Ptychozoon is an Asian genus of gecko with numerous species, though only kuhli is commonly seen in the hobby, so this article will focus on the Kuhl’s flying gecko. A commonly imported species, Kuhl’s flying gecko (hereafter called simply flying geckos) is an underrated and undervalued species, as with most regular imports. I’ve found a lot of hobbyists are scared to keep flying geckos, due to their reputation of dying quickly and being covered in mites. Their reputation is well deserved, but it doesn’t have to be.

I regularly go through flying geckos when they come in, and buy the best, healthiest ones, whether I need them or not.  Flying geckos come in dehydrated, stressed, and with mites and mite eggs hidden in the many folds of their flesh.  The first thing I do when I get them home is set them up and hydrate them. I use paper towel and egg crate for the first few months, because I regularly throw everything in their cage away. For the first week, I just let them relax and recover. Housing them singly, I take them out about once a week and remove all visible mites, and completely gut their cages. The best way to remove the mites is with a cotton swab/cotton bud/brand name Q-tip. Some mites will simply wipe off with a damp swab. The more tenacious ones need a dab of olive oil (again, delivered with a swab), to make them release. This method is the one that has by far given me the best survival rate.  Once the mites are removed, I normally hold them in these cleaning cages for another month to be sure.
After they are cleaned up, they are set up in planted, tall vivariums with moderate heat and moderate to high humidity. If your plants are surviving, you are probably in the right range. Flying geckos eat insects exclusively and voraciously. If things are going well, I normally place a male in with a female. Sometimes in groups, depending on the specific geckos involved. Eggs are glued inside the cage, and no attempt should be made to remove them. Hatchlings are not eaten by the adults, but I do remove them as soon as they hatch, so I cannot say what will happen if left in long term.

Hatchlings are, in my experience, slightly fragile and must be well hydrated and well fed to thrive. I offer insects almost every day, and water daily as well. I keep hatchlings communally, as long as they are very close in size. Once they are established, they are very hardly and grow at a steady pace.  These captive bred animals are highly sought after and often go for ten times the price of their wild caught parents, if they ever make it to sale.

Lonnie Cornell grew up in Mission Viejo, California in a neighborhood bordering O’neill Regional Park and connecting Trabuco Canyon. These surrounding areas thrived with reptiles and amphibians  which Lonnie grew accustomed to finding on a weekly basis. As a kid his parents allowed him to keep various reptiles and amphibians in a space in the garage. He had his first experience with geckos (Hemidactylus) while visiting family members on Oahu, Hawaii with his parents in the 1980s, but in his 20’s while attending The University of Hawaii it was his numerous encounters with Day Geckos (Phelsuma) that has forever changed how he spends his free time.

Lonnie has approached his interest in being a responsible gecko keeper and breeder by focusing on buying other captive bred geckos from the top breeders in the US. He has been intrigued by a few cryptic species and has acquired a few WC geckos for future projects. He is currently maintaining a collection that includes Rhacodactylus, Hemidactylus, Cyrtodactylus, and 18 species of Phelsuma. He can be contacted by email at [email protected]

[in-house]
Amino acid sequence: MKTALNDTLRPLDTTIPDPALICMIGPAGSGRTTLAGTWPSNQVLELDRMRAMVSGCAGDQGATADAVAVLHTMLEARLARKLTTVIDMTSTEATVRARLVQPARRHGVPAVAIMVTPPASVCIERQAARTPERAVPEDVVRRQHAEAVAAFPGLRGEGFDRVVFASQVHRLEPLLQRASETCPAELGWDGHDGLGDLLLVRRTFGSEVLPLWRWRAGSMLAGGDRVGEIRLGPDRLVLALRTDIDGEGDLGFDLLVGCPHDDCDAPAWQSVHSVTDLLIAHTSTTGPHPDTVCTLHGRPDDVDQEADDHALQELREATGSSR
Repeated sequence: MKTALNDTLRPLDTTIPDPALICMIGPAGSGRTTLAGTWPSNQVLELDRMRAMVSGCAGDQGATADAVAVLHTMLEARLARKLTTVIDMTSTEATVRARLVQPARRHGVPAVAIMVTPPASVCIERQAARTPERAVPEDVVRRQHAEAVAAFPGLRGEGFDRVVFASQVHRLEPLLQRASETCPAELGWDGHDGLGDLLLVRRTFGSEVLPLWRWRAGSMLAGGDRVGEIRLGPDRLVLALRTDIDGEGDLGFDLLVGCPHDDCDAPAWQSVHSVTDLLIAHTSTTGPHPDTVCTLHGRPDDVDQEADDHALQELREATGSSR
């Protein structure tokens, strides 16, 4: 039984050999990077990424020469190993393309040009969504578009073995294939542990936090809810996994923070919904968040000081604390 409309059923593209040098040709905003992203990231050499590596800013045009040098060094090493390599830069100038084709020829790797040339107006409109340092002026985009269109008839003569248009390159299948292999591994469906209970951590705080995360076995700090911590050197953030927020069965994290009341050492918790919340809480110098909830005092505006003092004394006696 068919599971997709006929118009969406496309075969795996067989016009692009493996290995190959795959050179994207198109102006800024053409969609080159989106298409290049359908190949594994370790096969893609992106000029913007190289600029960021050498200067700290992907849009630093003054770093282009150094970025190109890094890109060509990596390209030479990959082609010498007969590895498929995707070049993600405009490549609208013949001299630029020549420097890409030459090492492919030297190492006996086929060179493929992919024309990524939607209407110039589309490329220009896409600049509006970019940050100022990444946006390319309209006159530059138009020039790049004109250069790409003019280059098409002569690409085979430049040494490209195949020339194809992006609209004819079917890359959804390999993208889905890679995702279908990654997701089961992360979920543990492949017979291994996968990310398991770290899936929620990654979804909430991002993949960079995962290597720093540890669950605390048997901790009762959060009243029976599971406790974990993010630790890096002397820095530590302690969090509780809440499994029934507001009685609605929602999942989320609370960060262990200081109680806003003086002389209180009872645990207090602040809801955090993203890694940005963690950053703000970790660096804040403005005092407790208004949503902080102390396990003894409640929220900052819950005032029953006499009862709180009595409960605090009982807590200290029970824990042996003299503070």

Nick Esposito is That Weird Gecko Guy, both at large and on Facebook . He has been breeding reptiles since 1995, and has focused on geckos for the past decade. He currently lives on the east coast and works with over 30 species of gecko, from genera like Blaesodactylus, Correlophus, Cyrtodactylus, Gehyra, Gekko, Gonatodes, Goniurosaurus, Hemidactylus, Heteronotia, Lepidodactylus, Mniarogekko, Pachydactylus, Paroedura, Phelsuma, Ptychozoon, Rhacodactylus, Rhoptropus, Sphaerodactylus, Stenodactylus, and Tarentola.

 Dan Martindale has been keeping herps since he was 8 and loved working with various lizards, geckos, skink, frogs and toads and many others.  Currently he has a small business and hopes to offer a wide variety of captive bred reptiles.  He does not raise his animals on a simple diet of just 1 bug; his critters enjoy a varied diet of about 5 regular prey types and a few extras like Silkworms now and then.  He is currently working with Leopard geckos(Eublepharis macularius), crested geckos(Correlophus ciliatus), flying geckos (Ptychozoon kuhli) and mourning geckos (Lepidodactylus lugubris).  He is  a co-owner of Chaotic Nights Reptiles.  One day he hopes to be able to do what he loves for a living and a hobby.

What do you think?

Written by Aliza

Aliza is a home care speech therapist living in the Boston area. She successfully bred a variety of gecko species between 2005 and 2017. She currently cares for a large number of geckos as well as a few frogs and bearded dragons. Other interests which she pursues in her copious free time include work in ceramics, practicing aikido and surfing the internet.


Leave a Reply
  1. Fascinating stuff. These little guys are just so beautiful. I’ll have to keep an eye out for them at the next Reptile Super Show. Kudos to the breeders out there who are taking proper care of these animals and keeping them happy enough for them to reproduce.
    I know it’s often a trial and error job but you all sound like you do a fine job and have plenty of patience in your care. Nice work and thanks for sharing your insights!

  2. Hypoaspis miles, the ptrdtory mite, obtainable from Ricon vitova company will kill parasitics and then disappear

3 Pings & Trackbacks

  1. Pingback:

  2. Pingback:

  3. Pingback:

Leave a Reply

Your email address will not be published.

Readers’ Questions Answered: Genetics and Diet

What’s Going On With My New Leopard Gecko?